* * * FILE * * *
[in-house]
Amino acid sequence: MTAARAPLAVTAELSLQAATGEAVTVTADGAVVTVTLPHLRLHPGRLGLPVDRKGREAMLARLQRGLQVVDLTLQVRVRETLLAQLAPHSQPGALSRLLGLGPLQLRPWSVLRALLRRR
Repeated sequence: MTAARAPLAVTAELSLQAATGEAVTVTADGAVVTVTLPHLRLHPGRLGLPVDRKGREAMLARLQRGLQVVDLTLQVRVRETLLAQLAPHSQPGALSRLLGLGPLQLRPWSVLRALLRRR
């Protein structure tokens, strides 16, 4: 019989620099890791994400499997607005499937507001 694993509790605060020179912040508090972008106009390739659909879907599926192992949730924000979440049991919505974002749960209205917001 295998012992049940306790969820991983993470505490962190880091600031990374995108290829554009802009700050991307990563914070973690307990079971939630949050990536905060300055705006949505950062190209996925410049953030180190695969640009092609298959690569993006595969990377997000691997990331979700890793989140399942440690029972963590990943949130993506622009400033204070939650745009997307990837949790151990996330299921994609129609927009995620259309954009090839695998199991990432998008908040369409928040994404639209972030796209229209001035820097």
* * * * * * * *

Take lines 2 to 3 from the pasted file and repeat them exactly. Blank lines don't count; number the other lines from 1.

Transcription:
Amino acid sequence: MTAARAPLAVTAELSLQAATGEAVTVTADGAVVTVTLPHLRLHPGRLGLPVDRKGREAMLARLQRGLQVVDLTLQVRVRETLLAQLAPHSQPGALSRLLGLGPLQLRPWSVLRALLRRR
Repeated sequence: MTAARAPLAVTAELSLQAATGEAVTVTADGAVVTVTLPHLRLHPGRLGLPVDRKGREAMLARLQRGLQVVDLTLQVRVRETLLAQLAPHSQPGALSRLLGLGPLQLRPWSVLRALLRRR